Are hubs the new SharePoint site collection?


I deliver presentations on SharePoint hubs frequently, and one of the questions I get asked in every session is:

Are hubs the new SharePoint site collections?

This question comes from SharePoint administrators, end-users, and site owners alike. Many of us have been working for more than a decade to build hierarchies of SharePoint sites. In the SharePoint 2007 and SharePoint 2010 days, we prided ourselves in building and effectively managing deep webs of sites to combat the urban sprawl of site collections.

Now the SharePoint world is flat and we build each of our modern SharePoint sites in their own site collections. This affords a multitude of benefits, including: configuring site collection settings to meet our site’s exact needs, keeping our site URLs short, and avoiding the constant struggle to migrate sites from one site collection to another based on organizational changes. But we still need to figure out how to connect our flat SharePoint sites together in a meaningful way. This is where SharePoint hubs come in.

Hubs provide a familial, logical tie between SharePoint sites. With hubs, you can unify SharePoint site branding, provide a common navigation experience, and roll up news and events in a centralized display. Hubs enhance content discovery by tying sites together for easy browsing. Hubs are also flexible and support your organization as it evolves. Simply assign your site to a new hub and your site’s branding is automatically updated.

But we still have a challenge. We need our end-users and SharePoint site owners to understand 2 key things:

  • Site collections no longer contain hierarchies of sites; they’re now “flat” and contain only one site.
  • SharePoint hubs are not a new type of site collection. Site collections were physical constructs that created hierarchical site structures (aka parent and child sites). Hubs provide a logical tie between SharePoint sites, but this logical tie has nothing to do with physical storage. Each flat site associated with a hub exists in its own independent site collection.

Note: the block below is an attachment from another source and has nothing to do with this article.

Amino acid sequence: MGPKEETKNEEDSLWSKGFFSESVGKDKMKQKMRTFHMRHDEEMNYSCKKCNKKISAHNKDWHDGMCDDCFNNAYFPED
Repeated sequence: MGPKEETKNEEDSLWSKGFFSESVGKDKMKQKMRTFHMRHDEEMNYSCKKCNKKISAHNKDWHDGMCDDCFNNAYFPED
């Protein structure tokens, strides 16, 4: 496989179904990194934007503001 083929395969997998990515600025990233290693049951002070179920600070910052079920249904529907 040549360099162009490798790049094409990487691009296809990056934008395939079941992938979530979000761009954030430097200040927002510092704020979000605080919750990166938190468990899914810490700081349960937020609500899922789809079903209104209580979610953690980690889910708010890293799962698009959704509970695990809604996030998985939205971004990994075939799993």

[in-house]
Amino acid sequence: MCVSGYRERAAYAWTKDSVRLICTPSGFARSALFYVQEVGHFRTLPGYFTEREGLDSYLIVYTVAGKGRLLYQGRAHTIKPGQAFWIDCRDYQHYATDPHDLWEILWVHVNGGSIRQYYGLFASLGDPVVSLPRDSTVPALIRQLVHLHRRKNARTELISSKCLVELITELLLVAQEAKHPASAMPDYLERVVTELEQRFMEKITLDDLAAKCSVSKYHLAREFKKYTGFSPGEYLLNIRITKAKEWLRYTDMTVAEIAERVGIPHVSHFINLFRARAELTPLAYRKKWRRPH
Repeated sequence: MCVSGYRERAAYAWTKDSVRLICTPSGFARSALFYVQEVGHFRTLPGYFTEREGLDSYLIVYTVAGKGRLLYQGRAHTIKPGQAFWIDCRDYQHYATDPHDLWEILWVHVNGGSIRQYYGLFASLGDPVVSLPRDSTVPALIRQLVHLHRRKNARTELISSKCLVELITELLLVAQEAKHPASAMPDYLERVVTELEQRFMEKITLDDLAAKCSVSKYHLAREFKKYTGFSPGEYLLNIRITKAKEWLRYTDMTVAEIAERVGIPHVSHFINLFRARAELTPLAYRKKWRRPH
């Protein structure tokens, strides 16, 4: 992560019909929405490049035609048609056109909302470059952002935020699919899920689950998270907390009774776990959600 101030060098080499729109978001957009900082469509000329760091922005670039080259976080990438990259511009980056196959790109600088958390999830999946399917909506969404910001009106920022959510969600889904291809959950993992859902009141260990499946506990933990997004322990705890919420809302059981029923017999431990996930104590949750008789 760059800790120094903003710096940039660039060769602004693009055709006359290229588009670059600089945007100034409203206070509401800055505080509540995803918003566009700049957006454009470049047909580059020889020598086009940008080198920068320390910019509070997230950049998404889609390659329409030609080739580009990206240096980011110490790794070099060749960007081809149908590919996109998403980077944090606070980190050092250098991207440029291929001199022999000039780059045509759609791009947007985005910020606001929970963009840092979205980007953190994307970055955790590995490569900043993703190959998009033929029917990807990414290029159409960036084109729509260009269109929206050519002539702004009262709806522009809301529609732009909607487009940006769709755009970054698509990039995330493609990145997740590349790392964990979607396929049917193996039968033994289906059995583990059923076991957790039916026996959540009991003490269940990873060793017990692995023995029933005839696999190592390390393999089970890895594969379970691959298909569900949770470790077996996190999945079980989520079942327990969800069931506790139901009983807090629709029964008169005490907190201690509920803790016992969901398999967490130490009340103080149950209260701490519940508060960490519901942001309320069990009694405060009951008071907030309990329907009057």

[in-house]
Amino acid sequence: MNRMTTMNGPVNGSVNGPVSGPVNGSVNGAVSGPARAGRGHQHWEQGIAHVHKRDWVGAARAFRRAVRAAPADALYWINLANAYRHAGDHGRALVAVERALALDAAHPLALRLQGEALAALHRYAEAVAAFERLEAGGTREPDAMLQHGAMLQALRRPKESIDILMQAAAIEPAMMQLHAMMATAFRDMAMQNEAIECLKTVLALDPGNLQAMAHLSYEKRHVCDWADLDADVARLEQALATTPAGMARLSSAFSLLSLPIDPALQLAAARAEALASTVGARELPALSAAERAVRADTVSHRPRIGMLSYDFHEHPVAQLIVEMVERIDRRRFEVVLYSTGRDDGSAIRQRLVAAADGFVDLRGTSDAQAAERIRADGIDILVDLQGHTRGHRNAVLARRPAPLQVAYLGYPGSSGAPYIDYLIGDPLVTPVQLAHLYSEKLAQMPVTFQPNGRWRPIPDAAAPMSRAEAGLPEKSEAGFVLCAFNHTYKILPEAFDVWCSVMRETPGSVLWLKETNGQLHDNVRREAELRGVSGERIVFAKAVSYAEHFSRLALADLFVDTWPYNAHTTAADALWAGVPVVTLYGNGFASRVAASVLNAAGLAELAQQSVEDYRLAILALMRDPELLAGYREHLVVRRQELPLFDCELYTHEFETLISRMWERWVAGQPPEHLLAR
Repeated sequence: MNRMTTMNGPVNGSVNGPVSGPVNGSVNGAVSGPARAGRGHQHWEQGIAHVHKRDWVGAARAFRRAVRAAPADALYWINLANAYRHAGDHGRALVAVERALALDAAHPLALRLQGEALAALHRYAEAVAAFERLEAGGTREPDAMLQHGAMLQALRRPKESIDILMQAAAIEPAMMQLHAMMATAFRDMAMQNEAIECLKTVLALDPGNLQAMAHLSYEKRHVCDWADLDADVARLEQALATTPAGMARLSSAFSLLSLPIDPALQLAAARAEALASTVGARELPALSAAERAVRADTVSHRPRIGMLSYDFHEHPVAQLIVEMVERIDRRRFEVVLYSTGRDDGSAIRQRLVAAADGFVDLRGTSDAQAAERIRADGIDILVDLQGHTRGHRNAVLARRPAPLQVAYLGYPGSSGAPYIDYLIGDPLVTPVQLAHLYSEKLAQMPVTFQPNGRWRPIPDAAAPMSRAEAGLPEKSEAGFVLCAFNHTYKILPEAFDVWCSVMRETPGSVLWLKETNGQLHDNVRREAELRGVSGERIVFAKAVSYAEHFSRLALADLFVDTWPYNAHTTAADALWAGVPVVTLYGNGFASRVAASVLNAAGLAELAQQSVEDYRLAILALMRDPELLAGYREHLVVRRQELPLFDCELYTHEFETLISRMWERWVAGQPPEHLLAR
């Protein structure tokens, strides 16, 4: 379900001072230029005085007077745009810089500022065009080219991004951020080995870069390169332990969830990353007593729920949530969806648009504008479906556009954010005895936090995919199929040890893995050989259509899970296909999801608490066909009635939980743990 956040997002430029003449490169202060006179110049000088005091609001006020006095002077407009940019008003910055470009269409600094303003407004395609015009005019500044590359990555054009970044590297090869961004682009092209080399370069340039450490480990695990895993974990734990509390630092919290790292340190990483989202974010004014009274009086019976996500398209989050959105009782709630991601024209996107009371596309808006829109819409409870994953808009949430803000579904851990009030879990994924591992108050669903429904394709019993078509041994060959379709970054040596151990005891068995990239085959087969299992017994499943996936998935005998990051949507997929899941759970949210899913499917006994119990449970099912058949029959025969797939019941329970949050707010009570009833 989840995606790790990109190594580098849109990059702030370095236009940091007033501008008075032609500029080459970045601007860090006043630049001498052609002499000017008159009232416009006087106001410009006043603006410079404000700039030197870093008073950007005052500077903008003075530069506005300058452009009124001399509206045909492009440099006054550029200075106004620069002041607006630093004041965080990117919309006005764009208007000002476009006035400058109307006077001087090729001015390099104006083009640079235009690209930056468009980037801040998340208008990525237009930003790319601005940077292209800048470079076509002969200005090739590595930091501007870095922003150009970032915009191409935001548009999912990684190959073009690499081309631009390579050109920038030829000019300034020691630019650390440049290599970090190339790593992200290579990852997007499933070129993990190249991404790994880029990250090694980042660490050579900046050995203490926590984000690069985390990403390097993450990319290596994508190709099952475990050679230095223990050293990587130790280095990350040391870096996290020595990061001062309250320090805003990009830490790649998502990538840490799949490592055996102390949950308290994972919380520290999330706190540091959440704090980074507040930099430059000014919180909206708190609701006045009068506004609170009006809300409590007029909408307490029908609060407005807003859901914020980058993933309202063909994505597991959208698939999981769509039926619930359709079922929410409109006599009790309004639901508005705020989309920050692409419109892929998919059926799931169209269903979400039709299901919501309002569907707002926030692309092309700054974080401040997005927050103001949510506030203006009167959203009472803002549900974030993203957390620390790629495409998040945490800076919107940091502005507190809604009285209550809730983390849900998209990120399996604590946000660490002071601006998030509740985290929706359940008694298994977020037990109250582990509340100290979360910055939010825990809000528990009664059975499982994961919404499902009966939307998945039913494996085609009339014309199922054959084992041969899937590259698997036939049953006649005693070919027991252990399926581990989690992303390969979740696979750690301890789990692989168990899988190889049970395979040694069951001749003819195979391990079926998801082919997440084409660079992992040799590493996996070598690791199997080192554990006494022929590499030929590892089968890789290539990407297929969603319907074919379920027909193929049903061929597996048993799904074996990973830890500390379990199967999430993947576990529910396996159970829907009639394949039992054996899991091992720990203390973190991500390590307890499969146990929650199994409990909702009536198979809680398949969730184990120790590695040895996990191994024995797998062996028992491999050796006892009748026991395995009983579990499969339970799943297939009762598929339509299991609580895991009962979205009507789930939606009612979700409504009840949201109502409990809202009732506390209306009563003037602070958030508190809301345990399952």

Episode 32 of the Microsoft 365 Voice dives deeper into this topic. We explore the definition of classic and modern SharePoint sites, share tips on how you can start transitioning your classic sites, and explain why hubs are not site collections. We hope you enjoy this episode!

Have a Microsoft 365 question? Submit it online! Your question may be featured in a future podcast episode.

Leave a Reply

Fill in your details below or click an icon to log in:

WordPress.com Logo

You are commenting using your WordPress.com account. Log Out /  Change )

Google photo

You are commenting using your Google account. Log Out /  Change )

Twitter picture

You are commenting using your Twitter account. Log Out /  Change )

Facebook photo

You are commenting using your Facebook account. Log Out /  Change )

Connecting to %s